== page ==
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Legendairy Milk Ingredients



Alfalfa is a highly nutritious plant that is said to boost milk supply, stimulate mammary gland growth and increase milk fat content. It can also promote vitality and improve water retention for mamas with postpartum edema. It can be taken both during pregnancy and after birth. 
fun fact: Alfalfa is universally considered one of the highest-quality feed options for dairy cows because of its high level of protein, calcium and fiber.
caution: Alfalfa is related to the legume and peanut families. Avoid using it if you have lupus or another autoimmune disorder.



Anise is an aromatic seed traditionally used in Europe to help improve the flow of milk and soothe colic or gassiness in babies.
fun fact: Anise cookies are a traditional gift for new mothers in the Netherlands to ensure “bountiful milk.”
the science: One study compared the volume of milk produced in lactating rats taking an anise extract compared to placebo. The anise group produced 68% more milk than the placebo group.
caution: Not safe for use in pregnancy. Do not use if you're allergic to anethole or plants in the Apiaceae/Carrot family. 



Black seed is a rich source of fatty acids, protein and minerals such as calcium and iron. It’s known to stimulate the release of prolactin (the major milk-making hormone), promote mammary gland growth and increase milk production.
fun fact: It’s been dubbed the “remedy for all diseases except death.”
the science: One study in lactating rats showed that the black seed extract group produced 37% more milk than the placebo group.
caution: Not safe for use in pregnancy. It can lower blood sugar – if you’re diabetic or hypoglycemic, consult your doctor.



Fennel may work to not only boost milk production but also aid in improving the flow of milk and stimulating mammary gland growth. It can soothe colic and gastrointestinal upsets in babies as well.
fun fact: Flasks of fennel tea are common in German postpartum floors.
the science: In one study of lactating goats, fennel increased both milk production and milk fat content. 
caution: Not safe for use in pregnancy. Don’t exceed recommended doses. Do not use if you are allergic to anethole or plants of the Apiaceae/Carrot family. 





Goat’s rue has been widely used in France since the late 1800s when it was discovered to increase milk production in cows. It has been shown to stimulate mammary gland growth so it may be helpful for mothers with insufficient glandular tissue. It may also have a positive effect on insulin sensitivity, and is thought to be the precursor for the popular diabetes drug metformin.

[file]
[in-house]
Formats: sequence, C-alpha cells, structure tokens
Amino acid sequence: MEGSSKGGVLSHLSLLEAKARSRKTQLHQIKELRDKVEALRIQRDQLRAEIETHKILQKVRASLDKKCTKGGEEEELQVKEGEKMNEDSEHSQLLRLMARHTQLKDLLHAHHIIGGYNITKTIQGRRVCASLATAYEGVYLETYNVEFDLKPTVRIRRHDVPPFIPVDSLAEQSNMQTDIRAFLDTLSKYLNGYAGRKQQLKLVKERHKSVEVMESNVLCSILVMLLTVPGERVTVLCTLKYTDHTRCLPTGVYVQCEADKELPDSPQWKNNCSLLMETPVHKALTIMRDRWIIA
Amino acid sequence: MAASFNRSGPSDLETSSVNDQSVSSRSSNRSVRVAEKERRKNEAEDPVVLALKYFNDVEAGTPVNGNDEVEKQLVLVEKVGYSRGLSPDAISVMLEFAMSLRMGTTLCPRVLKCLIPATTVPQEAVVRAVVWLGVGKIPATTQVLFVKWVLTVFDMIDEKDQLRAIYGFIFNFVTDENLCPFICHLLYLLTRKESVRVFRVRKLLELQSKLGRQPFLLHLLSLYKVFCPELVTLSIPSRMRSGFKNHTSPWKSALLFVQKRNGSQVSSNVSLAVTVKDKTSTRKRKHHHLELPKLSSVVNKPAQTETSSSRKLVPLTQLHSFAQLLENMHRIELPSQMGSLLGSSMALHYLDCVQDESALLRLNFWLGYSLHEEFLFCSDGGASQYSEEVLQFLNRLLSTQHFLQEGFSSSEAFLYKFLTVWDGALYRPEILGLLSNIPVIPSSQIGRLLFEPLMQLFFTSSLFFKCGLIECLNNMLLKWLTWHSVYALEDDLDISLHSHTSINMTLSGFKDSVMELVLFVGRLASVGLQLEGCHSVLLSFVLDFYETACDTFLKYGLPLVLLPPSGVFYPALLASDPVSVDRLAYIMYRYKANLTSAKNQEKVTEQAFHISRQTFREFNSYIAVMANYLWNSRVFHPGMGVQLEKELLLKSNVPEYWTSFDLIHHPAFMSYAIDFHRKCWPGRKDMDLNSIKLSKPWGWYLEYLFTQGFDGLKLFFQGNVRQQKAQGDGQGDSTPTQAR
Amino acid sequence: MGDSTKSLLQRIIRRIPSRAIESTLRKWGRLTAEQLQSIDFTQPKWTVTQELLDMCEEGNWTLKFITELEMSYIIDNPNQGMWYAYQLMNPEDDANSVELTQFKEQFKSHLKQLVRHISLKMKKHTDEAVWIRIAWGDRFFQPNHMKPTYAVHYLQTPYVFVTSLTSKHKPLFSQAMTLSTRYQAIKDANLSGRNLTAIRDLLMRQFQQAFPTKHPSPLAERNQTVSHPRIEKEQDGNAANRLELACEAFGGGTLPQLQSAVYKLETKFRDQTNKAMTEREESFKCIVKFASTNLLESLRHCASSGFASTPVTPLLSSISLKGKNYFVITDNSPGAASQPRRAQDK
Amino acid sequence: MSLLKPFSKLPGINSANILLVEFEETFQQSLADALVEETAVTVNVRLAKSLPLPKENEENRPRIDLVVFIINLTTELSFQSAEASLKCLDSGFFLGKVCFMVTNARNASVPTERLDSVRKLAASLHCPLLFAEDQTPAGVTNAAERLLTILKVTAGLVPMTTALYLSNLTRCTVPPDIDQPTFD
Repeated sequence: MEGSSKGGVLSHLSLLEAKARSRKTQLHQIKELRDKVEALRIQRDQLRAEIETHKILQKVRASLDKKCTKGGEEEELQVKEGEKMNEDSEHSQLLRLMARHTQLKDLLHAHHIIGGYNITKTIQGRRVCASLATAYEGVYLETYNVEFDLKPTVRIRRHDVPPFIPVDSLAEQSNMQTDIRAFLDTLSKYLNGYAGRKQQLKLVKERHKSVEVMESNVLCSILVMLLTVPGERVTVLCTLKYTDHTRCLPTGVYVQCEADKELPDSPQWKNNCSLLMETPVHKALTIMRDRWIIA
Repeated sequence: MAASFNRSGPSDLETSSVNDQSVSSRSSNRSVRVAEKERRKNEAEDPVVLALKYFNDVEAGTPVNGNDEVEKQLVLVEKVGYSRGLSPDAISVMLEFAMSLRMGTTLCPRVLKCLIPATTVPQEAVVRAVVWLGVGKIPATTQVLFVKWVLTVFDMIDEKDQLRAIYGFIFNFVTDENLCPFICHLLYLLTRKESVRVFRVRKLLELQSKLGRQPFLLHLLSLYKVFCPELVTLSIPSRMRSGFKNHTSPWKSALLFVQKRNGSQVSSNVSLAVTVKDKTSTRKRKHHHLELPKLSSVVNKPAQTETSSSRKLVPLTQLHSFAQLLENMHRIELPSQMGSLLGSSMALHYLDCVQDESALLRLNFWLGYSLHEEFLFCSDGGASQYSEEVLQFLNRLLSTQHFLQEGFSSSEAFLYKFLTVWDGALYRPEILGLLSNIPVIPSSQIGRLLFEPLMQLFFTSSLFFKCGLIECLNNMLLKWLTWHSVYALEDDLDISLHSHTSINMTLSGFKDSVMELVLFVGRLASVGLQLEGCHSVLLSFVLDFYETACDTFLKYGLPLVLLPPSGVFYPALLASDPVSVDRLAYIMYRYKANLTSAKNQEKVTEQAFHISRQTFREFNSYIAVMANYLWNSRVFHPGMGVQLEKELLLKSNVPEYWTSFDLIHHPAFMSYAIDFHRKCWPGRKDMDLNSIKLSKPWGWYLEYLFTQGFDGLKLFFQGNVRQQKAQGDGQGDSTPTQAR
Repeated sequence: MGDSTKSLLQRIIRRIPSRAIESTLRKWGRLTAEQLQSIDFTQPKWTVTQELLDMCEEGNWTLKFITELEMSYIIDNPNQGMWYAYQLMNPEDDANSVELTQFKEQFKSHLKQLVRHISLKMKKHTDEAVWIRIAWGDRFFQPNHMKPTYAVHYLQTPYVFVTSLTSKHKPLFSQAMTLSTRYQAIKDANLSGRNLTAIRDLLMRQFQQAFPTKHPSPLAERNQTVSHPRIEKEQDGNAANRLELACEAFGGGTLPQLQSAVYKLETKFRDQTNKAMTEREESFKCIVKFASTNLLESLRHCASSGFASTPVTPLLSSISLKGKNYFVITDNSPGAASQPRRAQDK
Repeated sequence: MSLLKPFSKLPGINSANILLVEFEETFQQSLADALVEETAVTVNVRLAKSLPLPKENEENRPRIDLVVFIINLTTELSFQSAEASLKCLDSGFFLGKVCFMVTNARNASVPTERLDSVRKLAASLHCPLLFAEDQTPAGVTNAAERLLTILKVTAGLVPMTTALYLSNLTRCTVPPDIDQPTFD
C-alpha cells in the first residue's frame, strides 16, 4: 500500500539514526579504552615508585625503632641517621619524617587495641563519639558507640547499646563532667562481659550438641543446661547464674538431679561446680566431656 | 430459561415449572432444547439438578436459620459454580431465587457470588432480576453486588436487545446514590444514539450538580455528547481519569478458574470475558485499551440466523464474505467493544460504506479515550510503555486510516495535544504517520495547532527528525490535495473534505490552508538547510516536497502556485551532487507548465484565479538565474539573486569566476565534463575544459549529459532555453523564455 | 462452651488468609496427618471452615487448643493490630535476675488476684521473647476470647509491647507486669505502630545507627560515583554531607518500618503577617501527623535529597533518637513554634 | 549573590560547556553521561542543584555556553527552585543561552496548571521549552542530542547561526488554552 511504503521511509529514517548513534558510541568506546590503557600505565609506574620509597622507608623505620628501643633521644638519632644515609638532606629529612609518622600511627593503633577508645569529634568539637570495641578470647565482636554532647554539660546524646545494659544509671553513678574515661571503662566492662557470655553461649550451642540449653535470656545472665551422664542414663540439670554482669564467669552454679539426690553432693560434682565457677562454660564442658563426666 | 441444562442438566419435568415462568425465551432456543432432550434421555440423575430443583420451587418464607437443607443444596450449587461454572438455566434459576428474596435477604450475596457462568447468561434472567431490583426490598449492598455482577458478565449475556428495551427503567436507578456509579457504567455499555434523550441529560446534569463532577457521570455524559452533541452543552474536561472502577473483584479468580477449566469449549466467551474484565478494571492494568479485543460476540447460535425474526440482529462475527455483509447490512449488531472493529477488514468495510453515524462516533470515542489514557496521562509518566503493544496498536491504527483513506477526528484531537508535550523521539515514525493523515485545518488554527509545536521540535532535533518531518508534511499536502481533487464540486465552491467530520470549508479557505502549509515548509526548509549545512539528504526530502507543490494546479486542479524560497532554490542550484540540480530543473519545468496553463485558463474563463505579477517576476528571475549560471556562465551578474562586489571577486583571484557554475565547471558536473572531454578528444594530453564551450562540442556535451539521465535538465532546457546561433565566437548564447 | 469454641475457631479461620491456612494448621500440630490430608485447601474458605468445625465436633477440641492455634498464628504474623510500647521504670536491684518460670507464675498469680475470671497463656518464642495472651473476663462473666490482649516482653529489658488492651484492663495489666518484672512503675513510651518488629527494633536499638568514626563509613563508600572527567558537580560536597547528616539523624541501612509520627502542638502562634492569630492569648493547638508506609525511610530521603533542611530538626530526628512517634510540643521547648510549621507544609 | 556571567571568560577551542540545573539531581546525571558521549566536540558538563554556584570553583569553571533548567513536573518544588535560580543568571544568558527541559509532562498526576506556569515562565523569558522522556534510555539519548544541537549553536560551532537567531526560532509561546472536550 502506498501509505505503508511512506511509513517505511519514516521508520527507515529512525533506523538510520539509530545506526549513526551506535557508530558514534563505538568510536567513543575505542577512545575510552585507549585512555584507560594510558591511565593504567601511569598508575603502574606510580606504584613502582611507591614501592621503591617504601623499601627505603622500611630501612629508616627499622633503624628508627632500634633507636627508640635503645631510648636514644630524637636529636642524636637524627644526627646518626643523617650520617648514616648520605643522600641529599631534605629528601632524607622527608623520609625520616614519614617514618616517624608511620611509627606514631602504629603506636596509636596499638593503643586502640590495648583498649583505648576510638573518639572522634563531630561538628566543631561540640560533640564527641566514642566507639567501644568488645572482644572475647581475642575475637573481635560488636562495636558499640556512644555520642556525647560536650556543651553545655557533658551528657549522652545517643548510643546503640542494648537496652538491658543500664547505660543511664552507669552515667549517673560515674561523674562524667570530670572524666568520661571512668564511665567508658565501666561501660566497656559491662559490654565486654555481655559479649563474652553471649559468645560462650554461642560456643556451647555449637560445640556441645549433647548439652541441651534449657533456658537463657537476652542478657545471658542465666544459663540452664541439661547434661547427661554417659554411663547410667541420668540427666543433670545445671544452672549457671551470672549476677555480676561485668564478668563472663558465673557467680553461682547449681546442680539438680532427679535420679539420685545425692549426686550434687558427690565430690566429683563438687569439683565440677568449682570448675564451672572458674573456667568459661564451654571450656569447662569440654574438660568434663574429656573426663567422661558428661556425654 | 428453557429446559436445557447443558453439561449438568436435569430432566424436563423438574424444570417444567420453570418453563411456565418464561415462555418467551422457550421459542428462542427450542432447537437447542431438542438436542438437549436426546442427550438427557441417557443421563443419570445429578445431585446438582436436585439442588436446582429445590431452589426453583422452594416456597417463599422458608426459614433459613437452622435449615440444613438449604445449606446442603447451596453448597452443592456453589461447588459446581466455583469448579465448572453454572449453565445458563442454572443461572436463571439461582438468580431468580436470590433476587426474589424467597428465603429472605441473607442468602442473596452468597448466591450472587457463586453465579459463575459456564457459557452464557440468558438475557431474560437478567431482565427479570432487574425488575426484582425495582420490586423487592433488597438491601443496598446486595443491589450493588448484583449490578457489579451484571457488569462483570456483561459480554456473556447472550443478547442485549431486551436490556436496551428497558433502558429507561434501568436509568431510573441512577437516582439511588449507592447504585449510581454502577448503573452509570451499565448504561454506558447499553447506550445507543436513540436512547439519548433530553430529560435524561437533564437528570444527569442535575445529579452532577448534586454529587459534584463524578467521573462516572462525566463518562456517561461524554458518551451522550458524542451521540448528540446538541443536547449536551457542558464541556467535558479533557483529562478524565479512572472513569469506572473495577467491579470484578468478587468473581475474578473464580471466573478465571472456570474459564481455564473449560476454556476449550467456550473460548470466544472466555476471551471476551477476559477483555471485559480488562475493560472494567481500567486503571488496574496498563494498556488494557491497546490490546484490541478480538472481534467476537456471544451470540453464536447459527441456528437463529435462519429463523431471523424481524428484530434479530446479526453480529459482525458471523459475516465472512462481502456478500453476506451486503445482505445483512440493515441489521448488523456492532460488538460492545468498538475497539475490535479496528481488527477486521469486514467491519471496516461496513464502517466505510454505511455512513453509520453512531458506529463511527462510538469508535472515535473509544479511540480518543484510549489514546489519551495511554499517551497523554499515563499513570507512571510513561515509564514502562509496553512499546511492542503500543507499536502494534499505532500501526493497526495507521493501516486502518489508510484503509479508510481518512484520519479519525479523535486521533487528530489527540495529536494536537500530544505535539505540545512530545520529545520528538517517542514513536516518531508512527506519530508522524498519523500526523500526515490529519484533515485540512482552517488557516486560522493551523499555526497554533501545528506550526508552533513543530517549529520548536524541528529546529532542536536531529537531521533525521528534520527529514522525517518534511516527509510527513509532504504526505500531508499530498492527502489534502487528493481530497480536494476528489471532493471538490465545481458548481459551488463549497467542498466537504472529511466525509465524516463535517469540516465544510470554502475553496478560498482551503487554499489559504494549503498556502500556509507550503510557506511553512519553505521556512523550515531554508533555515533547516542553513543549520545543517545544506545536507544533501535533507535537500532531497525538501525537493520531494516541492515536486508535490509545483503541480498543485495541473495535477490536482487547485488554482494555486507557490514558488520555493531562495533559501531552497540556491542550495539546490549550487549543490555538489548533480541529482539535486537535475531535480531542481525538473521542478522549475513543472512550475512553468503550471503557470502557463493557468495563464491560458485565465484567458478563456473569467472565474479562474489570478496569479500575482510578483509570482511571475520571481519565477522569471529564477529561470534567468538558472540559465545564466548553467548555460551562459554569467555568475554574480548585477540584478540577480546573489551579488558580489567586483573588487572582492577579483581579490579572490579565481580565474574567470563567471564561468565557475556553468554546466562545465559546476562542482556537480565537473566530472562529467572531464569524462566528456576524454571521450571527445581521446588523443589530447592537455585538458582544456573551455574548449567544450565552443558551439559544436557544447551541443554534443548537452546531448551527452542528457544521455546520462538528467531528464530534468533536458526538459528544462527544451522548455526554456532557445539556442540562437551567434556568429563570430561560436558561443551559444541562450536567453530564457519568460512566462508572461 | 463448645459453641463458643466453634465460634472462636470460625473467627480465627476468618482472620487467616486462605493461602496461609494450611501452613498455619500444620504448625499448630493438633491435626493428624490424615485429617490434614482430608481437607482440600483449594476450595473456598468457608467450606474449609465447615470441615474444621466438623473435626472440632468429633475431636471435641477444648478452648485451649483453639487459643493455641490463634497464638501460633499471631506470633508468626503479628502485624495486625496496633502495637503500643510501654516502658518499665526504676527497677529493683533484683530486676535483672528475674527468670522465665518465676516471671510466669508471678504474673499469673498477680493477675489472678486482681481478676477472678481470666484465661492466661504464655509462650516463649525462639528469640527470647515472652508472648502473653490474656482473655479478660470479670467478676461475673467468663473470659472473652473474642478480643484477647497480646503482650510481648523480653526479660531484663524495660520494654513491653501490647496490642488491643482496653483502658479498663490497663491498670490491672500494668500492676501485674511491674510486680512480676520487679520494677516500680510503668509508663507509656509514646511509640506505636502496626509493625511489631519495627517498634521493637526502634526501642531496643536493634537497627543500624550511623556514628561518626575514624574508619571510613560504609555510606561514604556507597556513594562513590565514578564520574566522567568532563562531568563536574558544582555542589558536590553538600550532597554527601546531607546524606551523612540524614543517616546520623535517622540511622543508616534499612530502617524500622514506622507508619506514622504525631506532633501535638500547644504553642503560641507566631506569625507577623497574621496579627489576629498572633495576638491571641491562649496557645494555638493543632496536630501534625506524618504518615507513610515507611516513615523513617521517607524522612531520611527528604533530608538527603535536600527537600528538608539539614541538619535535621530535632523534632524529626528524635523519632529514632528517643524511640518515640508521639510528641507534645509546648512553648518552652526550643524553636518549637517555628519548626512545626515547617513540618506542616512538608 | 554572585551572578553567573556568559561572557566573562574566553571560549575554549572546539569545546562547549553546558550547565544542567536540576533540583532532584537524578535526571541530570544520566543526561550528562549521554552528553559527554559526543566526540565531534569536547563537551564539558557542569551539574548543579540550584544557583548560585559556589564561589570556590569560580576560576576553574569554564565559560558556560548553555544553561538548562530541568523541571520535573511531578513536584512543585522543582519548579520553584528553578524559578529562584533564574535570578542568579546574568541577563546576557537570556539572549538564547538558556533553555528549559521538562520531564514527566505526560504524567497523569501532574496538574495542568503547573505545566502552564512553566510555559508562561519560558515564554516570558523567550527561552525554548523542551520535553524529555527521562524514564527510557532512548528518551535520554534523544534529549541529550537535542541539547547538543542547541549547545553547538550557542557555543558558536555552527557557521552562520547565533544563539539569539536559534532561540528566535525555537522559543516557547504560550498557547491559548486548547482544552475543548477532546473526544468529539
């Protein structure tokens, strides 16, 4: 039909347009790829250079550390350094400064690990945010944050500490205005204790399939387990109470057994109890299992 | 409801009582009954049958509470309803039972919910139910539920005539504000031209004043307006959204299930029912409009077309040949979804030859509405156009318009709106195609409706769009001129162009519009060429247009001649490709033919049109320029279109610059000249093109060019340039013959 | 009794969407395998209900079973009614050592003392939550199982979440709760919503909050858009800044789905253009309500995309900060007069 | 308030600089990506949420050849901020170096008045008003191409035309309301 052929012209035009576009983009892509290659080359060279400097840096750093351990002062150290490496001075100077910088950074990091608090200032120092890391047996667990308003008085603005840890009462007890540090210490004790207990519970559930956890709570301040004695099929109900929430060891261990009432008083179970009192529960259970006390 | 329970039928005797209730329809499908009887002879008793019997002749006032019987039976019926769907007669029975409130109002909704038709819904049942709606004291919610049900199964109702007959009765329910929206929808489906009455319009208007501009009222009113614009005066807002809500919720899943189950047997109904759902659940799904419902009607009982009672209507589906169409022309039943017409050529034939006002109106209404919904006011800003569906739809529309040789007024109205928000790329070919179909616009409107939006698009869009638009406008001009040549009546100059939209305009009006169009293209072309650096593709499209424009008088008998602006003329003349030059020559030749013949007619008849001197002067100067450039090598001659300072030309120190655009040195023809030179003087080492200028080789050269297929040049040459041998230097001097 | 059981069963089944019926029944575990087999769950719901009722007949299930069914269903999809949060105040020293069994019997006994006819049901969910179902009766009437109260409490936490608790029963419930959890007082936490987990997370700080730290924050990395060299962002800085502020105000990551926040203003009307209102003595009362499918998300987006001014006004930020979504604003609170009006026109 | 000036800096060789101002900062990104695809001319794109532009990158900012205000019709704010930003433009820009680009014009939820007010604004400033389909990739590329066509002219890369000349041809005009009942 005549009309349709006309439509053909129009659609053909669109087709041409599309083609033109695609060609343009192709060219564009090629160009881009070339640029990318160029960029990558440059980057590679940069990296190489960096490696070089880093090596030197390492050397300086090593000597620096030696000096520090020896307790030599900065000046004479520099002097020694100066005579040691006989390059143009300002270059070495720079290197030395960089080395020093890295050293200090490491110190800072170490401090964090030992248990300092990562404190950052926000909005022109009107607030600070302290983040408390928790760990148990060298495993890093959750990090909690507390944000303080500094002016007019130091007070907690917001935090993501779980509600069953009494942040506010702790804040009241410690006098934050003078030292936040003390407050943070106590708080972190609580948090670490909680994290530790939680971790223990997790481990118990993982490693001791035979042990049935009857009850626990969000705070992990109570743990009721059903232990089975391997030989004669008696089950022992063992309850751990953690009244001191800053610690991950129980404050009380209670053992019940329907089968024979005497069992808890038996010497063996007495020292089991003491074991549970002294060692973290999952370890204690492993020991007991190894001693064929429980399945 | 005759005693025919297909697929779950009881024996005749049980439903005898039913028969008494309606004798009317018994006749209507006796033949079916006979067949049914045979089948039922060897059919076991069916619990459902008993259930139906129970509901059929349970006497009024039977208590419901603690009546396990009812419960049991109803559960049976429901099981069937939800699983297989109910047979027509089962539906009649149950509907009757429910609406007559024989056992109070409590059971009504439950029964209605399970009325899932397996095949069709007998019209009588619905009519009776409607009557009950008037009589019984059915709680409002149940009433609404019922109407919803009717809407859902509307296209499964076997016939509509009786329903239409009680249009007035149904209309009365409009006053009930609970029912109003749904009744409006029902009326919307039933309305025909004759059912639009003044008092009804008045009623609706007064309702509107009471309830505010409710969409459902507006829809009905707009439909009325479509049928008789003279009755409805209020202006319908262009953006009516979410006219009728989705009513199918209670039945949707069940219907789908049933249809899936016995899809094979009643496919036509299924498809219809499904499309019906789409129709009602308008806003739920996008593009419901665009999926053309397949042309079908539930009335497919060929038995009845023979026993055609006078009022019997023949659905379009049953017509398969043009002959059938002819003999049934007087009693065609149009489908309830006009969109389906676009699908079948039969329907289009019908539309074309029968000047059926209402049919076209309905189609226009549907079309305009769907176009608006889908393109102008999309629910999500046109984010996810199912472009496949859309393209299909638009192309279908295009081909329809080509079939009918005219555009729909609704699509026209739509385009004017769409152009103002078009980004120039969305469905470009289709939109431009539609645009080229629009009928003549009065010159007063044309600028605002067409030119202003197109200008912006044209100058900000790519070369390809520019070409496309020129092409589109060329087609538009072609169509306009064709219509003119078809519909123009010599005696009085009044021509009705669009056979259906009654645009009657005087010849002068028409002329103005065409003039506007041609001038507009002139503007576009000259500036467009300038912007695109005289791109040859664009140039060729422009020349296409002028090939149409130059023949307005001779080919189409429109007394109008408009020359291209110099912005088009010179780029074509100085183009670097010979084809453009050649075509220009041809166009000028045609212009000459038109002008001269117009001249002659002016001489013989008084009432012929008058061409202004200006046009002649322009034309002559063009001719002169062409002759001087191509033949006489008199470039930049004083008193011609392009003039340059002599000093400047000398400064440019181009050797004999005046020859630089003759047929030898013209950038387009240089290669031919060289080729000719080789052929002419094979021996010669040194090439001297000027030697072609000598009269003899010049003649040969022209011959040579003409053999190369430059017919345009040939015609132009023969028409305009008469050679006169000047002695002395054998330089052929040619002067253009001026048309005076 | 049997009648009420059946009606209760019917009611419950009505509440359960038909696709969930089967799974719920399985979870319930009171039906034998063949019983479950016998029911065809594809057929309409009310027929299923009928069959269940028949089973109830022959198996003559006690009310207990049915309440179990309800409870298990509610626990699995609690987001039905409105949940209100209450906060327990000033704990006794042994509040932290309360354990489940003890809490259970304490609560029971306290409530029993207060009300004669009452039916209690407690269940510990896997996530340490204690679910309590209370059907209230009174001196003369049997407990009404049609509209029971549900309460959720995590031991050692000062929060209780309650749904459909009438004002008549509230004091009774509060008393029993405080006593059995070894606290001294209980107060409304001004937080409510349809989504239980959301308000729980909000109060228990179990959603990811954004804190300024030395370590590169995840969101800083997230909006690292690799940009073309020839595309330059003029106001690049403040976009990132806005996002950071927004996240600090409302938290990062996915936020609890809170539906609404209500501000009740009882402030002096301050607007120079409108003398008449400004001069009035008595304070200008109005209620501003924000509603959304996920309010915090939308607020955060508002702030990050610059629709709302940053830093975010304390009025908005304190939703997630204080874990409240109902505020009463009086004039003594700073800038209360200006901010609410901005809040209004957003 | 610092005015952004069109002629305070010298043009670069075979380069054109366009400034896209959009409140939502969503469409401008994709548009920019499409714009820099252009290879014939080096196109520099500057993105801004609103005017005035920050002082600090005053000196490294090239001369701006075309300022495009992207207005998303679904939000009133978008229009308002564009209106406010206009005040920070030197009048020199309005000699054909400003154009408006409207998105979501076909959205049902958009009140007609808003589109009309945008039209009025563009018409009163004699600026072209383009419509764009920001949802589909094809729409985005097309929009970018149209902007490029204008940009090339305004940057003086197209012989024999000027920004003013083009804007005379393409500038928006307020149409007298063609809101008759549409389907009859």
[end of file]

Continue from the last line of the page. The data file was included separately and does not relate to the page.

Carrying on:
fun fact: Its botanical name is derived from the Greek words “gala” = milk and “agein”= to drive.

the science: In 1873 a dairy formerreported that goat’s rue could increase milk productionin cows by 35%-50%.

caution: It can lower blood sugar – if you’re diabetic or hypoglycemic, consult your doctor.



Used in TEA TAS 

Ixbut has been used by the indigenous populations of Central America to stimulate milk production in humans and cattle for centuries. It's traditionally served as an herbal tea due to its light, nutty flavor.

fun fact: The word "ixbut" had its origin in the early Mayan language of the Pokom people. "Ix" meant woman, while "but" stood for an increase in the flow of liquid. Hence the implication that the plant ixbut increased the volume of liquid (i.e. milk) in women.

the science: A study carried out among 86 postpartum women showed a 62% increase in milk production. In subsequent studies among 1,800 women struggling with breastfeeding, 50% indicated they could not nurse at all without ixbut, 35% showed a notable improvement in milk production with ixbut, and 15% showed no benefit.



While it’s best known for its liver-protecting effects, in recent years milk thistle has been reported to have a milk-boosting benefit. It may work by promoting the release of prolactin (the major milk-making hormone).

fun fact: Early Christian lore holds that the white leaf veins of the plant are a symbolic representation of the Virgin Mary’s breastmilk, hence the common names of milk thistle or St. Mary’s thistle.

the science: In lactating women treated for 63 days with milk thistle, milk production increased by 85%.

caution: Don’t use it if you’re allergic to the Compositea or Asteraceae families (daisies, artichokes, kiwi, ragweed).





Moringa is a nutritional powerhouse native to Asia that has been shown to increase milk production within just a few days of taking it. It’s believed to work by boosting prolactin levels (the major milk-making hormone).

fun fact: 100 grams of dried moringa has 9x the protein in yogurt, 17x the calcium in cow’s milk and 24x the iron in spinach.

the science: In a study of near term pregnant women, the moringa group produced 152%-176% more breastmilk compared to the placebo group just 2 days after delivery.

caution: It can lower blood sugar – if you’re diabetic or hypoglycemic, consult your doctor.






Shatavari has its origins in India and is popular as a restorative tonic for various female health issues. Its role as a galactagogue has been mentioned in several ancient Ayurvedic texts. It has been known to stimulate mammary gland growth and increase milk production. It has been compared to Reglan for treating gastric problems and it appears to cause a similar increase in prolactin.

fun fact: It translates to "she who has a hundred husbands" in Sanskrit due to its beneficial effects on a woman's reproductive function.

the science: In a randomized controlled trial of women with lactation inadequacy, the use of shatavari root for 30 days resulted in a 33% increase in prolactin levels and a decrease in the use of supplemental milk.

caution: Not safe for use during pregnancy.